Canada (CAN)[edit]

Canada returned to the Cup as a challenger for the first time in over a hundred years. Their boat Canada would be completely revamped and compete again three years later at the 1987 Cup as Canada II.

Advance (AUS)[edit]

A Sydney challenger owned and run by Australian sailing legend, Syd Fischer. A very radical but ultimately slow design by Alan Payne, the designer of Gretel I and II. Skippered by 18-foot skiff champion, Iain Murray.



11 August - 24 August
In the semi-finals the four qualifiers sailed against each other competitor three times.[9] Australia II and Victory '83 advanced to the finals.[10]

Australia Australia II 2 3 3 8
United Kingdom Victory '83 1 2 3 6
Italy Azzurra 0 1 3 4
Canada Canada 0 0 0 0


28 August - 8 September
Australia II defeated Victory '83 4-1 in the final to win the Louis Vuitton Cup and go on to compete in the America's Cup.

Team I II III IV V Pts
Australia Australia II 0 W W W W 4
United Kingdom Victory '83 W 0 0 0 0 1


  1. ^ Anderson, Dave (5 May 1988). "SPORTS OF THE TIMES; Yachting's Crocodile Dundee". Sports. New York Times. Retrieved 2008-03-13. 
  2. ^ http://www.rpyc.com.au/club/americas-cup
  3. ^ "America's Cup Hall of Fame - 2010 Inductees Named - from CupInfo". www.cupinfo.com. Retrieved 19 July 2017.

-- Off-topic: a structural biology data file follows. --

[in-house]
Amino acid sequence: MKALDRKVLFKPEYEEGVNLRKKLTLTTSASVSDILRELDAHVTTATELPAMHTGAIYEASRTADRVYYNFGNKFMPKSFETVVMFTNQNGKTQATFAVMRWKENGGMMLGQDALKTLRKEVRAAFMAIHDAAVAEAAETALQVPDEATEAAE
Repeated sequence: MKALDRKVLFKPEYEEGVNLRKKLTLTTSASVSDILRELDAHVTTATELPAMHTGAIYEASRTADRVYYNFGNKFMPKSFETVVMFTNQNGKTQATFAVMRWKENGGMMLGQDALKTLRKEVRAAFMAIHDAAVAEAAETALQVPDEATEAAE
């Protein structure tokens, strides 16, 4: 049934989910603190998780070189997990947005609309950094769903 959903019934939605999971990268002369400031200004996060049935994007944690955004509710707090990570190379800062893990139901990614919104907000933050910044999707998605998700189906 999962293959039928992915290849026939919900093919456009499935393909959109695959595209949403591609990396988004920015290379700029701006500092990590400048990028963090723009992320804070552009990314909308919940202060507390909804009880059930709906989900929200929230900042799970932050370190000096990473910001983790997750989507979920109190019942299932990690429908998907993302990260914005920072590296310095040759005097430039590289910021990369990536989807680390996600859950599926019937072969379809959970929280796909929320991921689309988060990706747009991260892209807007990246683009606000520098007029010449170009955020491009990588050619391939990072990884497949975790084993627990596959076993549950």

4. ^ Bertrand, John Born to win : a lifelong struggle to capture the America's Cup (as told to Patrick Robinson). Sydney : Bantam Books, c1985. ISBN 0-553-05118-0. p.171.
  5. ^ Robinson, Blue (2 October 2009). "Ben Lexcen: A crazy, lovable rogue". Scuttlebutte News. Archived from the original on 27 November 2010. Retrieved 8 November 2010. 
  6. ^ Bertrand, John Born to win : a lifelong struggle to capture the America's Cup (as told to Patrick Robinson). Sydney : Bantam Books, c1985. ISBN 0-553-05118-0. p.190
  7. ^ Azzurra now showing at Olbia airport Louis Vuitton Trophy, 15 May 2010[dead link]
  8. ^ Russell Coutts. America's Cup 2000, Hodder Moa Beckett, 1999. ISBN 1-86958-717-0 p.128.
  9. ^ Bruno Trouble The Louis Vuitton Cup: 25 Years pp.170-172
  10. ^ Victory 83 Gains Challenger Final New York Times, 22 August 1983